Today I saw another article from a biologist throwing their hat into the linguistics ring. In this case it was geneticist Sarah Tishkoff who implies in the Christian Science Monitor that because humans in Africa are more genetically diverse, the languages must be too.
Tishkoff argues that “There’s just been a lot of time for cultural diversity, linguistic diversity, genetic diversity to accumulate in Africa.” At first glance this would make sense, but the reality has been that languages can easily spread independently of the gene pool. For instance, most people of African descent in the U.S. actually speak a Germanic language (i.e. English). In all of the Americas, most people of African descent speak a European language (English, Spanish, Portuguese or French or a creole based on one of these languages).
So…I will say that I (and probably linguist Salikoko Mufwene who is quoted in the article) would dispute Tioshkoff’s premise. In fact, the Christian Science Monitor mentions that the trick is “how you define diversity.”
One measure is the “Greenberg Index” which measures how the probability that any two speakers will “have a different mother tongue.” In Papua New Guinea, the number is 99% and Cameroon, the number is 97%. These are impressive figures, but they don’t measure how distinct the languages are.
In this scenario speaking Italian vs. Spanish (relatively closely related) is given the same weight as speaking Spanish vs. Basque (completely unrelated). Italy, France and Spain are European countries with more linguistic diversity than we may initially realize, but the majority languages in question are descended from Latin. This happened because most of Western Europe was within the Roman Empire, but this means that almost all pre-Roman languages in the Western Empire have been lost. The pre-Roman languages that have survived in Western Europe have been Basque and some Celtic languages. Germanic and Finnic also survived this era.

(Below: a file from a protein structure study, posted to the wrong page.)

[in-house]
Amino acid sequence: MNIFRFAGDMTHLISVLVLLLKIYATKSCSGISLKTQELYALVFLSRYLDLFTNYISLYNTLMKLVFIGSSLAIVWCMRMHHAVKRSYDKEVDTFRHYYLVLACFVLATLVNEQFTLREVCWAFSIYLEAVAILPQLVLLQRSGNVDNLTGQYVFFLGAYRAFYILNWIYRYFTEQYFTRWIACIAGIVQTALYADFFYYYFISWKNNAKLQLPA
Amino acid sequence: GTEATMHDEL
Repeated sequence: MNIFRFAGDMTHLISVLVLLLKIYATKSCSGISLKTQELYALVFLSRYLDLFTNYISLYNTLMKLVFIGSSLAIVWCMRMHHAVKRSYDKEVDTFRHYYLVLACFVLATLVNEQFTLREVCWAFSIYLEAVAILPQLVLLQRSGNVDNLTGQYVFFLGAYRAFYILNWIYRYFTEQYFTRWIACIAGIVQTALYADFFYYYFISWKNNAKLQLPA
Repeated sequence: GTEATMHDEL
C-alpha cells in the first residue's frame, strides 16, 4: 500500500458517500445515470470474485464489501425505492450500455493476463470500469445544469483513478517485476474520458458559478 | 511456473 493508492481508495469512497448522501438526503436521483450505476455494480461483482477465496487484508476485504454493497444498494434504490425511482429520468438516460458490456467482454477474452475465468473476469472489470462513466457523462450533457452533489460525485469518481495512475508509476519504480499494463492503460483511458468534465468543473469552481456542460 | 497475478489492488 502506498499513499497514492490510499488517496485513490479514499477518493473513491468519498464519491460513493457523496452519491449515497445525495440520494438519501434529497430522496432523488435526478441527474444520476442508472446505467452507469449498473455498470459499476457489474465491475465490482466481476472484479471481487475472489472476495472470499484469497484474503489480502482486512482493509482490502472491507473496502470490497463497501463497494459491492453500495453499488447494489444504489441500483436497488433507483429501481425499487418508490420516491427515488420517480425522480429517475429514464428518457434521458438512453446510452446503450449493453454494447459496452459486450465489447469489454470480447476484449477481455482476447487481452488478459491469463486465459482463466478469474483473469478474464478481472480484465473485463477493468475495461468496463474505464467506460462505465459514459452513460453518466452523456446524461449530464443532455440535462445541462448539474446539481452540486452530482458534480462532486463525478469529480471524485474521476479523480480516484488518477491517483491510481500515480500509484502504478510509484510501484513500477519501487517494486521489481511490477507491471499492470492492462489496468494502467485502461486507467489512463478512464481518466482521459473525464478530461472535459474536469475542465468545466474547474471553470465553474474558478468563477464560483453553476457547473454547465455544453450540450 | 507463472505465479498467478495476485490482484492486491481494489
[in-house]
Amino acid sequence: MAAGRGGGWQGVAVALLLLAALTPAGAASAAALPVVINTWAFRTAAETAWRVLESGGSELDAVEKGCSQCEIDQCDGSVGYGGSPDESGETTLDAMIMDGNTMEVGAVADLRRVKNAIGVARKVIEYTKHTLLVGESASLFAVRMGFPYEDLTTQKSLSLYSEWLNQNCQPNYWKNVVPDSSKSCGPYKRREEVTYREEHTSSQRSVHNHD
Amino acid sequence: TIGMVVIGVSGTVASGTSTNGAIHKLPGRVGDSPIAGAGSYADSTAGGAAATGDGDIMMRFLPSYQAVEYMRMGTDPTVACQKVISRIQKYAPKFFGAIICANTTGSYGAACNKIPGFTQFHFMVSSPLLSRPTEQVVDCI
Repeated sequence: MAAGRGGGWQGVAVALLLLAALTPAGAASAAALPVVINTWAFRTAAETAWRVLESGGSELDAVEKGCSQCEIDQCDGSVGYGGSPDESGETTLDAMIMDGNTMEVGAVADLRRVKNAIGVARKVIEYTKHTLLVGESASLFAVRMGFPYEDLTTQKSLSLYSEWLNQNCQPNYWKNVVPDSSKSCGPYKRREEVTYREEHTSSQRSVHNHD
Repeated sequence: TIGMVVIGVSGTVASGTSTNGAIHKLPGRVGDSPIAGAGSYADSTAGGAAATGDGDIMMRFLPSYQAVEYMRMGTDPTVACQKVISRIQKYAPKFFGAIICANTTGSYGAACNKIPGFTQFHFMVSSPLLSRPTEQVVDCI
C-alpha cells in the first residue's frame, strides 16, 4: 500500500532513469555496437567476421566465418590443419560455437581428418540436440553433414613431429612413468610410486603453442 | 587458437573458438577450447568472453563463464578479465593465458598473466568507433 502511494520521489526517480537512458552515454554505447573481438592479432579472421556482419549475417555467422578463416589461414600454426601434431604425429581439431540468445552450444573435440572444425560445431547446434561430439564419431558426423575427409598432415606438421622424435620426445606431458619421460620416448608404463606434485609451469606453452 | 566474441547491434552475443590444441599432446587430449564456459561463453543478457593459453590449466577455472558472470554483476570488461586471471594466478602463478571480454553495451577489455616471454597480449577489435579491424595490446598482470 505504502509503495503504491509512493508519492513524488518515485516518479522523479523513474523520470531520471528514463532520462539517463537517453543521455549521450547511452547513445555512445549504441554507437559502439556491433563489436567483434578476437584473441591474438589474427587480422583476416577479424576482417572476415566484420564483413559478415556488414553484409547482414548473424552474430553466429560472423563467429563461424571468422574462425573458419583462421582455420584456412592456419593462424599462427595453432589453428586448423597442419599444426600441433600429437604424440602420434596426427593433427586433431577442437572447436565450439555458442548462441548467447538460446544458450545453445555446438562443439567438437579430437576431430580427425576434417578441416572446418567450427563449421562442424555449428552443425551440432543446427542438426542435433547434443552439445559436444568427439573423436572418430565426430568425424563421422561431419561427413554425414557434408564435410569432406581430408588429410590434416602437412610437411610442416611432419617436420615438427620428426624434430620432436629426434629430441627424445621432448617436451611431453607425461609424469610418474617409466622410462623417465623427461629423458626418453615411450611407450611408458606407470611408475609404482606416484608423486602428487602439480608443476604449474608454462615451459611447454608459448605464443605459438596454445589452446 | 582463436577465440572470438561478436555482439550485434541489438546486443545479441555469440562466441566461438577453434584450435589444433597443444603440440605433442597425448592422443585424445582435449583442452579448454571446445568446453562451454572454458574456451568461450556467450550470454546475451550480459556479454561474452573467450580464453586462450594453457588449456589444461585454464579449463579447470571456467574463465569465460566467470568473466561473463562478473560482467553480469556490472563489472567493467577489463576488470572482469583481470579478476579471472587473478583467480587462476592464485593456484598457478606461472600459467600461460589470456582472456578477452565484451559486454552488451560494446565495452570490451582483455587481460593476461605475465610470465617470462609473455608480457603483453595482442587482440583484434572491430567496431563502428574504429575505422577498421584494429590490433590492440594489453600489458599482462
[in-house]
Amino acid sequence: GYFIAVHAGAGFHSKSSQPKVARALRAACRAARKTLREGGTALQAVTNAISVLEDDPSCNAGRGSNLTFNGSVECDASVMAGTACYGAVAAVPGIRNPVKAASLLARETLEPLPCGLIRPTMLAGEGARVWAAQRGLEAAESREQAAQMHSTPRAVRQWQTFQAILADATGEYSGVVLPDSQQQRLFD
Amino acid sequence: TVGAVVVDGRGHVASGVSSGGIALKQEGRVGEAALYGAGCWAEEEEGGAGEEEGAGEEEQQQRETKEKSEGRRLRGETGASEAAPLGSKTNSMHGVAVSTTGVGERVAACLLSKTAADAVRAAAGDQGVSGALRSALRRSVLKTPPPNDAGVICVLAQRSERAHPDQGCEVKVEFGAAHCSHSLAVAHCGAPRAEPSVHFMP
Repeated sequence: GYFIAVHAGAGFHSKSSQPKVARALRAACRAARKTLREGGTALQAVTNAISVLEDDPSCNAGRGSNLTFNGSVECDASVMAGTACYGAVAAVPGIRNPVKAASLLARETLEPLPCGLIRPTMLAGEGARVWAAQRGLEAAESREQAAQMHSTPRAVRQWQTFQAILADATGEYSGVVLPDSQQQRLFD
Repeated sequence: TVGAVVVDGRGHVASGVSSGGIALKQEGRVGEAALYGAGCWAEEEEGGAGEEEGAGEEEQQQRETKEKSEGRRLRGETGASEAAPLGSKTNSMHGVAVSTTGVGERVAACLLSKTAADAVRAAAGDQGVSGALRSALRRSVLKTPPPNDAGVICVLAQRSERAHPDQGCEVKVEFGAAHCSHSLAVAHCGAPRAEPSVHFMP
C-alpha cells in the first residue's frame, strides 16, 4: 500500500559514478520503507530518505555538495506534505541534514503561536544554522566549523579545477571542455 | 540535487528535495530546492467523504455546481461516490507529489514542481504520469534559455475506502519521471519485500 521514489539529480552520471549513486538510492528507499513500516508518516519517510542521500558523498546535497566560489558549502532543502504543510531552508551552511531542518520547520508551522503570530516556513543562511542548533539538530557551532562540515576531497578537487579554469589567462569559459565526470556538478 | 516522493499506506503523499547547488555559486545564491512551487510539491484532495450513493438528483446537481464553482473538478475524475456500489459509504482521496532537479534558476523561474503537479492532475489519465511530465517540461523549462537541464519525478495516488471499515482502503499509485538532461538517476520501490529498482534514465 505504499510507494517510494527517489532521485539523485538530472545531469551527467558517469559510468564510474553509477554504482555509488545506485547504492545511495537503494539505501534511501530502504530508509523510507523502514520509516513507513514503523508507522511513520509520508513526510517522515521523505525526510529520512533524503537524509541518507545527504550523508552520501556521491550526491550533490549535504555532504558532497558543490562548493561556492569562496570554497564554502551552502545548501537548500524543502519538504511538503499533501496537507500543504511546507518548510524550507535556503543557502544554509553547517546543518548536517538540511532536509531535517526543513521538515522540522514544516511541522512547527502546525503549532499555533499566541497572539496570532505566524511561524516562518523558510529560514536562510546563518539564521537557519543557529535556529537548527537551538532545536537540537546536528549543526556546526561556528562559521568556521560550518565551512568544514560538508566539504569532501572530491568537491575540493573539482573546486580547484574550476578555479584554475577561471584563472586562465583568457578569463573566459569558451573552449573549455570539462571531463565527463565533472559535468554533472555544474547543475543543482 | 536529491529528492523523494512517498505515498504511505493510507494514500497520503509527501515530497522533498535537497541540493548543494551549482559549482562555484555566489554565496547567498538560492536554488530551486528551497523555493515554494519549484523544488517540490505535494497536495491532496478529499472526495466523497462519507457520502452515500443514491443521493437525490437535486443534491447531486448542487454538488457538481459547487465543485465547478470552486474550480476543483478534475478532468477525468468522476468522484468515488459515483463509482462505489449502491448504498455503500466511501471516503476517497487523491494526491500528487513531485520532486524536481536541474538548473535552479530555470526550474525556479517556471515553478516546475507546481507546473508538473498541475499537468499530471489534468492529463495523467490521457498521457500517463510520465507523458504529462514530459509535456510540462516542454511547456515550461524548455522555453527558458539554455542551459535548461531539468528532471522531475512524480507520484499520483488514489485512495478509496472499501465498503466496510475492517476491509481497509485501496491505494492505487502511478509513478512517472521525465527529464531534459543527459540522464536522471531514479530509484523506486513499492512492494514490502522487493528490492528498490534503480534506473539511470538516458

As it turns out most languages in Cameroon are all in just two language families – Niger Congo and Afro-Asiatic. So, although there are lot of languages, they are generally related. In fact, the vast majority of the Afro-Asiatic languages in Cameroon are Chadic > Biu-Mandara languages, which is a very specific group. I am by no means an Chadic expert, but I wouldn’t be surprised if some of them are as close as Spanish and Italian. Similarly, the Niger-Congo languages of Cameroon are generally in the Atlantic branch and many (169) are in the Bantoid branch. Again these languages may be close.
If we are going to truly compare linguistic diversity to genetic diversity, then we DO need to factor in how many language families are being used in a specific area. Language family represents a “line of evolution” for a proto language. The more language families in an area, the more proto languages are represented. In that respect, Africa is not especially diverse in comparison to some areas such as the Americas. If language spread were tied exclusively with genetics, then we would expect Africa to have the largest number of language families, but that is not what happens.
One interesting comparison is counting isolates (languages with no known relatives). These represent proto-languages that is not currently widespread. According to Lyle Campbell (University of Hawaii), there are about 10 isolates in Africa (vs. one in Europe), but 20 in North America, six in Mexico and 55 in South America. That’s a lot of leftover languages in the Americas. Similarly, an overview of indigenous Mexican languages shows they can be grouped into seven families (vs. seven in Cameroon). The issue is that most indigenous languages in Mexico may have smaller populations than Cameroon for political reasons.
The irony here is that the Americas are more diverse in terms of language families than Africa even though it was settled much later (and as expected has less genetic diversity than Africa). Whatever the explanation, we need to be very careful how we model the spread and evolution of language vs genetics.